A Contradiction Management System
Paul Bratley, Pierre St-Vincent and Daniel Poulin
In most existing systems that give expert advice, efforts are made to ensure that the rules in the knowledge base do not give rise to contradictions. This is partly to avoid confusing the user, and partly for fear that a logical system that generates even a single contradiction must collapse.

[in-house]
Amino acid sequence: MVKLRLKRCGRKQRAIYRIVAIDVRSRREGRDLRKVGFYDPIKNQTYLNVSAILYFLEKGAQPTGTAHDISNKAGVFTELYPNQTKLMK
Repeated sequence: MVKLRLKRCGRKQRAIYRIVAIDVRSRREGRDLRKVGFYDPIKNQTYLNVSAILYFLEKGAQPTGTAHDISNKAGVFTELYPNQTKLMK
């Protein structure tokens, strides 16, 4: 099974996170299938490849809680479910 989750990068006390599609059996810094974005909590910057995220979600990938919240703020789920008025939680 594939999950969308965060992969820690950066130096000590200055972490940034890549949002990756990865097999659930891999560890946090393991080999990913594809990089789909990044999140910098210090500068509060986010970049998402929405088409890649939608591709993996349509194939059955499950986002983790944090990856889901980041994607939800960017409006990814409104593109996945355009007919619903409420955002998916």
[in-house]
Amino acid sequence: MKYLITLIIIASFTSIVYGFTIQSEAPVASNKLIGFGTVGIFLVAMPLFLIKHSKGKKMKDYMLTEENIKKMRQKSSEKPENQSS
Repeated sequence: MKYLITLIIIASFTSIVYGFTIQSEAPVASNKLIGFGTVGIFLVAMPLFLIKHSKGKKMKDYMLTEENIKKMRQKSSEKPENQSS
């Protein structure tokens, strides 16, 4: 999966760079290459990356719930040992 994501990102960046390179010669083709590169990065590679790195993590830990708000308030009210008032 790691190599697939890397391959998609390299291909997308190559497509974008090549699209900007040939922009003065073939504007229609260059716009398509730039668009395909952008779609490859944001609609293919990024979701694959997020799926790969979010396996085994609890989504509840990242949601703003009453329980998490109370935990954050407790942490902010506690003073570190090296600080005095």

We argue that not only can contradictions be tolerated, but they can even be useful. In a legal context, it is in fact essential to allow contradictions and to handle them correctly. A legal expert system that can see only one side of an argument would not be useful in practice; an advocate needs to know the strengths and weaknesses of the opposing argument, too. Thus a legal expert system must allow for different interpretations of the underlying legal texts. With this in view, we propose a two level architecture, where the object level may include contradictory rules, and the metalevel resolves these conflicts. Furthermore, the ‘closed world assumption’ gives different results depending on which side one is arguing. Once such an architecture is in place, there are good reasons for allowing contradictions in wider contexts, too. In everyday reasoning, this is a common mechanism for testing an argument.
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